The issue is however much bigger and Iran’s beef with the UK goes far back in history with recent disputed over undelivered tanks, ordered during the Shar’s reign and partially paid for but not delivered due to the Iranian Revolution.  The initial payments were never refunded, and Iran has taken the UK Govt owned company who brokered the deal, to court.

Iran is concerned about current sanctions and sees the UK as a bedfellow of their arch enemy the US. President Trumps recent withdrawal from the Iran nuclear treaty has enflamed tensions.  Those tensions are further enflamed by the continuing proxy wars in Syria and Yemen where British weapons and supplied military capabilities are being used against Iranian backed rebels.

The one conclusion form all of this is it is a mess and will be very difficult to unpick, it is likely the Stena Impero will be in Iranian waters for quite some time to come.  Any next step is likely to enflame tensions further and I suspect activity in Portsmouth will be increasing rapidly to prepare more ships for sea. Not a good time for RN personnel if they have annual leave booked.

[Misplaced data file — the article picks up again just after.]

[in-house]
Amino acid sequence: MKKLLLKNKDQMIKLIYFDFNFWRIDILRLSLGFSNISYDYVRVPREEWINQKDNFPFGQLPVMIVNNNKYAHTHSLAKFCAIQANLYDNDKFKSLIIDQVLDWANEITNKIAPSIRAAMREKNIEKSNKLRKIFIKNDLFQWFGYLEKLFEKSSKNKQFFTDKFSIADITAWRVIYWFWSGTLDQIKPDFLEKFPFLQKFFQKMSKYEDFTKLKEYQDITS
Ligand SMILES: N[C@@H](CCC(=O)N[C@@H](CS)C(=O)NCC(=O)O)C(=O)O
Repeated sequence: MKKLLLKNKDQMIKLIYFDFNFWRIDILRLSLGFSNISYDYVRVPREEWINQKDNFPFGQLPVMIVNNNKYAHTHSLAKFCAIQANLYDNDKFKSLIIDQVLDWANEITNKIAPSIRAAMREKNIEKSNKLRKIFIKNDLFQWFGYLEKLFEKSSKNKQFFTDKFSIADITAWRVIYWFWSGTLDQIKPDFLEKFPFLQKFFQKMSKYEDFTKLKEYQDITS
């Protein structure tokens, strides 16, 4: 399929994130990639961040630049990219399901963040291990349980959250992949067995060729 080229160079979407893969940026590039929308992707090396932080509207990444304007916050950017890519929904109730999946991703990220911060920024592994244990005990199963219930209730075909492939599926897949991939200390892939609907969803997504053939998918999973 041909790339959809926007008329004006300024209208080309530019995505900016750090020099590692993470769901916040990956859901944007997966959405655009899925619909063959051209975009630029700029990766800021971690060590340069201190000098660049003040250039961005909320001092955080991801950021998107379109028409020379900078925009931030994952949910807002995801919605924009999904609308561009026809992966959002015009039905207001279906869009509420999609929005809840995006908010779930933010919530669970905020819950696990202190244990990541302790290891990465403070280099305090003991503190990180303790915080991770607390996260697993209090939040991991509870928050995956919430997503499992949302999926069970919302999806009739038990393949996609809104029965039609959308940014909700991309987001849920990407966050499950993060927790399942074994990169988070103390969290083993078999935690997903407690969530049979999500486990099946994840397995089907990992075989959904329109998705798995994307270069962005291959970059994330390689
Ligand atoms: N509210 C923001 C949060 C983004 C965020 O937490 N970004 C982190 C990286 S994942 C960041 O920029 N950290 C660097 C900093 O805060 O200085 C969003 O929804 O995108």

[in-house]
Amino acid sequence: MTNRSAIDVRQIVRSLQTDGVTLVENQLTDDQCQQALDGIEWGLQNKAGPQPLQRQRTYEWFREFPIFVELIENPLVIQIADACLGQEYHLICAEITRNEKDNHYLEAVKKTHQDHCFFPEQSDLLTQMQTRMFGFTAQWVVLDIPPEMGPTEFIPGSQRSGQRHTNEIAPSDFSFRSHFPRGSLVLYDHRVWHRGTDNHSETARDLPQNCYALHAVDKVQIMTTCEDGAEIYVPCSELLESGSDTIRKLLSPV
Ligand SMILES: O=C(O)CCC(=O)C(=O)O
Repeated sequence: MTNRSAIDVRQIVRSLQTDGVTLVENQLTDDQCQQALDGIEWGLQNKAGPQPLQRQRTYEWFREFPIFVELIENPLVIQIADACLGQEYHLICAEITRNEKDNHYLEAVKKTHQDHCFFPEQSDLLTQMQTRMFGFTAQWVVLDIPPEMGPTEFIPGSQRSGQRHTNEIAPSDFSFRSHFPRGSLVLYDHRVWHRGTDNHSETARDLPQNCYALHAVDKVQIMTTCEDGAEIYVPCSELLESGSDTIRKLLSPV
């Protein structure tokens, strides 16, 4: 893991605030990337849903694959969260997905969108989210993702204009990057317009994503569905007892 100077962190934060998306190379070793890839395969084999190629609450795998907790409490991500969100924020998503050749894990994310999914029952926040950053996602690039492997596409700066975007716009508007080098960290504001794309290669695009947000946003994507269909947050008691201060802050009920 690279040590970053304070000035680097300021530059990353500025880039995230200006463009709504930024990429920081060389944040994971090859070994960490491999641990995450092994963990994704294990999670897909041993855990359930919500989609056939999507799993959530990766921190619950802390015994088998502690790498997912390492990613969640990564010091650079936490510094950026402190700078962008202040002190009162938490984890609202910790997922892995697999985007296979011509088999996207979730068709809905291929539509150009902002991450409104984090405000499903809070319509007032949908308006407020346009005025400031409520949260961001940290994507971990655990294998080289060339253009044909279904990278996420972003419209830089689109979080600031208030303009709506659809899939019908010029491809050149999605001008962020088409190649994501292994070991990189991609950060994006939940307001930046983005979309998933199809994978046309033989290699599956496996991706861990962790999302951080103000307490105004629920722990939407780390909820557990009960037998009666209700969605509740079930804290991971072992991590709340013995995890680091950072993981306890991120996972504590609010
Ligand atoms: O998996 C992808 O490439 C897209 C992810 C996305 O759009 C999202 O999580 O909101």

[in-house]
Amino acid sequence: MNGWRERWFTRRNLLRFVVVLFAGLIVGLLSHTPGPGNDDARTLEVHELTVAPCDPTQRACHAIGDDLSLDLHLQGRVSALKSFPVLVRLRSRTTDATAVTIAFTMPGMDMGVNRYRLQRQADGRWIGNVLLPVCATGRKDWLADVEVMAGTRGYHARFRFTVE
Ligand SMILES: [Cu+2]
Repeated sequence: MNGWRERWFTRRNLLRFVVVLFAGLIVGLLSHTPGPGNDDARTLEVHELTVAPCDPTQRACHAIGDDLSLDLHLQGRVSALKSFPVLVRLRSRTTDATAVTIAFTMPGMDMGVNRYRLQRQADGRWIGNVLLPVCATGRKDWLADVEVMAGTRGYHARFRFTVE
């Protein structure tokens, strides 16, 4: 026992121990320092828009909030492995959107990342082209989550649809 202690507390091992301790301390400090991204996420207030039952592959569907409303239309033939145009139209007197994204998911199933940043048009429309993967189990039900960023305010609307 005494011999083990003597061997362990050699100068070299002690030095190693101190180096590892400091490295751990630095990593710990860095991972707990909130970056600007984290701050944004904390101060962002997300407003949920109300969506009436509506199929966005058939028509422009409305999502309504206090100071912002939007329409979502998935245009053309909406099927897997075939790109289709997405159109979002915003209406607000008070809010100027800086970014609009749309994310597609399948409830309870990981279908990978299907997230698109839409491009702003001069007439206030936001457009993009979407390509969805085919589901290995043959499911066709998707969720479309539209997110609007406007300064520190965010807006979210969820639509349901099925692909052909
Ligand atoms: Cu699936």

Note: This blog is written by Philip Ingram MBE, a former British Military Intelligence Officer and now journalist who has served in the Gulf. If you would like any further comment from Philip, please contact him by clicking HERE

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Novichok, what response would be appropriate for Russia?

Novichok, what response would be appropriate for Russia?

Novichock, what response would be appropriate for Russia?

by Philip Ingram MBE

With the Russians having failed to respond to Prime Minister Teresa Mays deadline to answer the simple question of “how this nerve agent came to be used” relating to the use of military grade Novichock in an attack on Sergei and Yulia Skripal that put Detective Sergeant Nick Bailey in intensive care on Sunday 8th March in Salisbury.  How should she respond, what are her options, can she really punish Putin and Russia?

The first thing is to look at Putin’s probable motive for carrying out the attack. Recognise his motive and tailor responses to stop him doing what he set out to achieve.